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The Importance of Money Supply Growth on Inflationary Outlook


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The QE response by the Bank of England during the Pandemic has prompted debate from Economists such as Tim Congdon from the IIMR to challenge the Bank of England's Monetary Policy doctrine. The idea that inflation has always been a monetary phenomenon has seen a resurface as the new-Keynesian doctrine is beginning to have many of its flaws brought to light. In particular, during the pandemic, the Bank of England’s interest rate-focused policy direction failed to account for the inflation caused by its Quantitative Easing programme. (IIMR, 2022) As such, the following column will highlight the importance of stable M4 growth over the last decade as well as its more detrimental and inflationary effects during the COVID-19 crisis.


Historic data shows that the UK M4 money supply has risen in the last decade (Figure 1) due to the private money creation carried out by financial institutions. The UK FTSE 100 index has risen in the last decade, (Figure 2) however, compared to GNI and household expenditure, the index is much more turbulent with the market slipping due to the fallout of the financial crisis, the confidence loss of the Brexit referendum, and, now, the pandemic. Looking at UK GNI (Figure 3) and final household consumption (Figure 4), both of these have been increasing. The growth of these indicators, is, in the long-run, inherently linked to the stable growth of M4. This is because as private money is created in the economy, usually in the form of debt or credit, the increase in the supply of money yields the real balance effect. A scenario whereby an agent has more money than national income. With this, surplus money is distributed to other economic agents within the industrial circulation, minimising the surplus money of each individual agent. However, because now all agents suffer from more money than national income, price levels rise within the economy to accommodate for the increased supply of money broadly defined to reach a new equilibrium. This is one of the reasons why historically, since the Bank of England's independence, the UK rate of inflation has averaged within the symmetrical CPI target. (Figure 5) Inflation is a monetary phenomenon dependent on a stable growth of M4. Hence, when M4 rises at a stable rate, data from the last decade shows that expenditure, national, or nominal, income, as well as asset and CPI prices, follow a similar trend.


However, during the pandemic, QE efforts undergone by the MPC caused an increase in M4 liabilities to the financial sector & households that deviated from the steady growth rate. (Figure 6) Hence, the real balance effect can also be borne by financial institutions, especially during times of expansionary monetary policy. The increase in liquidity promotes the purchasing of assets such as equities which explains the continued historic rise in the value of the FTSE 100 as well as the moderate recovery of the index almost instantly post QE. (Figure 2) When this occurs, investors, or households, may choose to liquidate their better-performing assets, transferring the surplus money to the industrial circulation through expenditure on goods which typically takes 2-3 quarters. Such a trend lines up with these predictions as in the case of the pandemic household expenditure spiked in Q3 of 2020 (Figure 4) with GNI following a similar pattern. (Figure 3) Similarly, the time lag for higher CPI prices to manifest also followed the monetarist time lag. With M4 increasing during the first quarter of 2020, (Figure 6) inflation rates broke above target in the second quarter of 2021 with higher than 3% CPI inflation occurring in the third quarter, (Figure 7) representing a time-lag of 6 quarters and inflation rates breaking above target. A policy failure by the Bank of England.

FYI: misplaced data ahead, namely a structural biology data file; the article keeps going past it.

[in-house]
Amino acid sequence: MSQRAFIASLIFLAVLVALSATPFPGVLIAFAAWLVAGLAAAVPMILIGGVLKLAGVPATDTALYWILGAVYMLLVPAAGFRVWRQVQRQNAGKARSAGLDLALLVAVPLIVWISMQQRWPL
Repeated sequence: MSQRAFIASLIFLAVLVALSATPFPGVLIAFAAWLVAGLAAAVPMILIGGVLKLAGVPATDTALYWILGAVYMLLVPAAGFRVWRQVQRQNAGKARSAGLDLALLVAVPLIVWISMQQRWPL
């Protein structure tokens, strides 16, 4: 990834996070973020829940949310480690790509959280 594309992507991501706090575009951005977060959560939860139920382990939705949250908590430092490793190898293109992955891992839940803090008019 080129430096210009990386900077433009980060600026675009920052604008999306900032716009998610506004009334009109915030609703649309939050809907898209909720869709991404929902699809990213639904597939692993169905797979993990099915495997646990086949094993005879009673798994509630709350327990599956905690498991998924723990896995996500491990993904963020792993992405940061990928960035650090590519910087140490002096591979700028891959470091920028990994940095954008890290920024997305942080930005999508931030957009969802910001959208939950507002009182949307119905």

References:

IIMR (2022). IIMR July 2022: 'Do Interest Rates or the Quantity of Money Determine Demand growth?'. Tim Congdon. [online] www.youtube.com. Available at: https://www.youtube.com/watch?v=14ZDFYqTJJ4&t=1s.


Appendix:

Figure 1, Available at: https://www.bankofengland.co.uk/boeapps/database/fromshowcolumns.asp?Travel=NIxAZxSUx&FromSeries=1&ToSeries=50&DAT=RNG&FD=1&FM=Jan&FY=2010&TD=11&TM=May&TY=2025&FNY=Y&CSVF=TT&html.x=66&html.y=26&SeriesCodes=LPMBD93&UsingCodes=Y&Filter=N&title=LPMBD93&VPD=Y

Figure 2, Available at: https://www.londonstockexchange.com/indices/ftse-10

Figure 3, Available at: https://www.ons.gov.uk/economy/grossdomesticproductgdp/timeseries/abmz/ukea

Figure 4, Available at: https://www.ons.gov.uk/economy/nationalaccounts/satelliteaccounts/timeseries/abjr/pn2

Figure 5, Available at: https://www.ons.gov.uk/economy/inflationandpriceindices/timeseries/l55o/mm23

Figure 6, Available at: https://www.bankofengland.co.uk/boeapps/database/fromshowcolumns.asp?Travel=NIxAZxSUx&FromSeries=1&ToSeries=50&DAT=RNG&FD=1&FM=Jan&FY=2010&TD=11&TM=May&TY=2025&FNY=Y&CSVF=TT&html.x=66&html.y=26&SeriesCodes=LPMVQKA&UsingCodes=Y&Filter=N&title=LPMVQKA&VPD=Y

Figure 7, Available at: https://www.ons.gov.uk/economy/inflationandpriceindices/timeseries/l55o/mm23



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